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Finland's winter swimmers chase endorphins

With winter swimming becoming mainstream in Finland, some devotees seek feelgood endorphins with a daily plunge in icy cold water.

Nainen ui avannossa napapiirillä.
Image: Kaisa Siren / AOP

Some winter swimmers in Finland say they crave cold water.

Kai Haapasalo, a public health centre physician, told Yle that he goes for an outdoor swim most days – sometimes even skipping the sauna.

”It gives me euphoria and the swimming has kept me healthy,” he explained of a hobby that can put enthusiasts in a near-hypothermic state.

Story continues after photo.

Kai Haapasalo, avantouinti
Kai Haapasalo, avid winter swimmer. Image: Markku Sandell / Yle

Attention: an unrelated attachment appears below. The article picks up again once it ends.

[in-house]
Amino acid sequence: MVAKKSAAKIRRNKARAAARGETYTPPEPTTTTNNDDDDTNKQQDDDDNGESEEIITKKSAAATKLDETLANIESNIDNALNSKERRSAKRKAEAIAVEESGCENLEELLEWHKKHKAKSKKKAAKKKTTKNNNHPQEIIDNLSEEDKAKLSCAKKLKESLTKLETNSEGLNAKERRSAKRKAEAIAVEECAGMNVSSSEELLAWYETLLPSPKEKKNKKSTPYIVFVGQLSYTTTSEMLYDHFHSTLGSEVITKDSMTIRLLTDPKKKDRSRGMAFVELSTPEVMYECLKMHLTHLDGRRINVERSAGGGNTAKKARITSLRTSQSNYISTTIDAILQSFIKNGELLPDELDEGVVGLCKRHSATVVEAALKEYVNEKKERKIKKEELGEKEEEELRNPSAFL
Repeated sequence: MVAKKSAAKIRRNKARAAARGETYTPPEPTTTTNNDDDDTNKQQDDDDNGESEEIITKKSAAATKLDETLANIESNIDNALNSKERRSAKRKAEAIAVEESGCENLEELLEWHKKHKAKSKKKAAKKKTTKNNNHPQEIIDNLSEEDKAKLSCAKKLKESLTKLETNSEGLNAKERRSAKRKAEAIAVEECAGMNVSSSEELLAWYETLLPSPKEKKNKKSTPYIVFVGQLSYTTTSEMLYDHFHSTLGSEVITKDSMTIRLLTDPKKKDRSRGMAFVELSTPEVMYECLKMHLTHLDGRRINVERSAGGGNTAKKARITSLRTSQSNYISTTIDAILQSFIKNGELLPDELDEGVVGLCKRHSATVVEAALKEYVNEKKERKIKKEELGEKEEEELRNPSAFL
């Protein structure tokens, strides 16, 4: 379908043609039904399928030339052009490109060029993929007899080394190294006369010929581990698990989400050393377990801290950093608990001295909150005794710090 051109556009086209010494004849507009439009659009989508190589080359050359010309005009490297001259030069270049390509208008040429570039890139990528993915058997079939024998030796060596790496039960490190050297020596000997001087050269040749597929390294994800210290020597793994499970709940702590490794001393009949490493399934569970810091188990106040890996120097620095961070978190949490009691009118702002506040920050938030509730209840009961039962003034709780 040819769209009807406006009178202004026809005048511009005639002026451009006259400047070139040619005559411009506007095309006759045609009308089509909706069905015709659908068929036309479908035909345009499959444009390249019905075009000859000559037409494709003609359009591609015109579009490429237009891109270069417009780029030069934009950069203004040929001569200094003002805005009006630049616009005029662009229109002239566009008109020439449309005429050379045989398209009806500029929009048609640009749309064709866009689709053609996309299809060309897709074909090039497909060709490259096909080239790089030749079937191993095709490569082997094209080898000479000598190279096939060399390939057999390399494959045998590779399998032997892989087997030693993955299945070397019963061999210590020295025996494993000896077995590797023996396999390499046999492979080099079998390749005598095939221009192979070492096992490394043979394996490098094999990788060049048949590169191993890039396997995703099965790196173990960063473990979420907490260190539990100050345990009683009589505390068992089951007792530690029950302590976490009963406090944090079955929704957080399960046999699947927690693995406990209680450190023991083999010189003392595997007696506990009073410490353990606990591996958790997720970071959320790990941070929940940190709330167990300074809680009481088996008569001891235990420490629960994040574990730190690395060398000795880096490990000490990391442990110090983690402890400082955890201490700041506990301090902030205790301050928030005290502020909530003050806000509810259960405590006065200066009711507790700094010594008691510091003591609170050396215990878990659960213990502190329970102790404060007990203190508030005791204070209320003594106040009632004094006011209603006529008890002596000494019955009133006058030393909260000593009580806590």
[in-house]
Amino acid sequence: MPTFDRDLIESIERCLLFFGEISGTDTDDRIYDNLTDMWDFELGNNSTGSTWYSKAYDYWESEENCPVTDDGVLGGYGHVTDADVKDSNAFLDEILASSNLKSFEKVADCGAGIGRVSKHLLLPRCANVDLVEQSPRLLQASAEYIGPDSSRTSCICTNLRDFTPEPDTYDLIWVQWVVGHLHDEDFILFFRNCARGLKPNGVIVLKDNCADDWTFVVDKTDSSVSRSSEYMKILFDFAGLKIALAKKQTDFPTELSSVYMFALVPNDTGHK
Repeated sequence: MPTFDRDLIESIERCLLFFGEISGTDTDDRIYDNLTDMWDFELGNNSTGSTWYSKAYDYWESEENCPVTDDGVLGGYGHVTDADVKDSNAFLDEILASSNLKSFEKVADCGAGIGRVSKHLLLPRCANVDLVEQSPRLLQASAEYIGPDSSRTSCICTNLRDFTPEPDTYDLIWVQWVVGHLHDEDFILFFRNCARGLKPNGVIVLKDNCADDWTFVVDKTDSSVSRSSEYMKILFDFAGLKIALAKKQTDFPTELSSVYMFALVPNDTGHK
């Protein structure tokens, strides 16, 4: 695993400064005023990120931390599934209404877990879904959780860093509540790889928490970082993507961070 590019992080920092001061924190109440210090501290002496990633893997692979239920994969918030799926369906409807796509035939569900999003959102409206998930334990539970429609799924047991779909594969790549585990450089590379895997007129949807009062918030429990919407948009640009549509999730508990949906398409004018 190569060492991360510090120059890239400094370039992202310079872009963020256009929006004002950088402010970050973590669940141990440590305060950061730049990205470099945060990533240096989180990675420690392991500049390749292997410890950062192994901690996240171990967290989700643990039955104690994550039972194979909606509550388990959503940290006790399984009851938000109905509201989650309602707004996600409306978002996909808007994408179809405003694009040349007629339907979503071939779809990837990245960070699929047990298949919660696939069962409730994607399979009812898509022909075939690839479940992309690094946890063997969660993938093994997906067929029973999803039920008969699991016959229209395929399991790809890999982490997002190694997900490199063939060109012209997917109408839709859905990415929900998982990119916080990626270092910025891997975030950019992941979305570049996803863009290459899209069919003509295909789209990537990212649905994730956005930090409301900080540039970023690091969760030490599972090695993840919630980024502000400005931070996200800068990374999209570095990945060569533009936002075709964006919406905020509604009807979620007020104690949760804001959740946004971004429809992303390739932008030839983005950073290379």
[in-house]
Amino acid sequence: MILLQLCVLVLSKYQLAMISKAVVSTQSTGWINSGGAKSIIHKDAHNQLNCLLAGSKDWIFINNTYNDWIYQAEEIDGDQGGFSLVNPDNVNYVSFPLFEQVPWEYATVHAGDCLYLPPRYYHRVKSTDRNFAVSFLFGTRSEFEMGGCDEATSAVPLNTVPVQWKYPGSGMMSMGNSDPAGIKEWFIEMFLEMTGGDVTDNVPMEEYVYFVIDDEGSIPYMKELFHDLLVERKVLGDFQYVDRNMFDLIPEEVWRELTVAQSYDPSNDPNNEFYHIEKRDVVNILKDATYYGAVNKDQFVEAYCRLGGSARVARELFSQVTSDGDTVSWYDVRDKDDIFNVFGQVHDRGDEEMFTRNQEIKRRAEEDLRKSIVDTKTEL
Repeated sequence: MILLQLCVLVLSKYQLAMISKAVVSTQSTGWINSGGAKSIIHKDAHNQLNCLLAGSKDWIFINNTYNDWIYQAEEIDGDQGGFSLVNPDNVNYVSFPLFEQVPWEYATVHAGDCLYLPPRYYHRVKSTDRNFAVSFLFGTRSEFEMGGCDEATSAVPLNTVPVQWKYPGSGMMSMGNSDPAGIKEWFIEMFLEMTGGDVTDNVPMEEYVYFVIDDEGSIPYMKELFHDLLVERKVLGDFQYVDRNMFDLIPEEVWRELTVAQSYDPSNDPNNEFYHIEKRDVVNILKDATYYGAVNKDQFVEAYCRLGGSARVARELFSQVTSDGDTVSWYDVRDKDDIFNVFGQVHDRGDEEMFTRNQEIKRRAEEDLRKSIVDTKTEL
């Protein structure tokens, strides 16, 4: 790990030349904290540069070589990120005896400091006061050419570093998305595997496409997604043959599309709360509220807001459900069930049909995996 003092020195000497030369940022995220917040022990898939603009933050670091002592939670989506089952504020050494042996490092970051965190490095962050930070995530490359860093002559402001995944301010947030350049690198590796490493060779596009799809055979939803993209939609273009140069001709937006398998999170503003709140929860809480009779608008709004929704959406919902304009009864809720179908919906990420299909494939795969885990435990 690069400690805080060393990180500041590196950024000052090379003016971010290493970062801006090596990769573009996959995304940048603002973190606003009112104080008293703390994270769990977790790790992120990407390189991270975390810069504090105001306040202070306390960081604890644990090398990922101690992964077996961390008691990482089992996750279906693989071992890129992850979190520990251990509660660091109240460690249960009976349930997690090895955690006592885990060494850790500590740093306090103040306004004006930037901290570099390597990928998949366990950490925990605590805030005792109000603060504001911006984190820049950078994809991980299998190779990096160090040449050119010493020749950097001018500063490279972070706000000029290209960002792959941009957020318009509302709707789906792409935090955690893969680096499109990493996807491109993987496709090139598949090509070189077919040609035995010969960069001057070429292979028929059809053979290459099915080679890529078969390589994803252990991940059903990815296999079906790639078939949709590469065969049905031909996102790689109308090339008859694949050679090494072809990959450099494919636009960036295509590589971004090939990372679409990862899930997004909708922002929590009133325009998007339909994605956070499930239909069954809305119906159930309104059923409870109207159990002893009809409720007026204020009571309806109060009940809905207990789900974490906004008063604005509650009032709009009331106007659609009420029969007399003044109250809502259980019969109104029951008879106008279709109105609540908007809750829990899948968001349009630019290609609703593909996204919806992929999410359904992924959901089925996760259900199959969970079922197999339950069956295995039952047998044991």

Various studies have praised the health-boosting qualities of winter swimming, from stress relief and memory improvement to pain relief for arthritis sufferers. Some research also suggests that regular winter swimming can boost the body’s brown fat levels, helping guard against obesity.

But for these benefits to kick in, enthusiasts need to do more than take a quick dip.

”The usual routine is dip, sauna and leave, but it’s actually better to finish with the swim, not sauna,” winter swimming fanatic Haapasalo explained.

Story continues after photo.

Mies menee Oulujokeen uimaan talvella
Image: Timo Nykyri / Yle

Not for everyone

Jumping into a hole cut into the frozen sea is, however, not something everyone should attempt, according to Haapasalo.

”People with heart conditions should exercise special caution as should anyone fighting an infection.”

Freezing cold water can trigger shock, and a sudden contraction of blood vessels can cause a stroke.

Turku will host Finland’s winter swimming championships in a few weeks. Around one thousand winter swimmers are expected to compete for the national title in the frigid waters of Aurajoki River.

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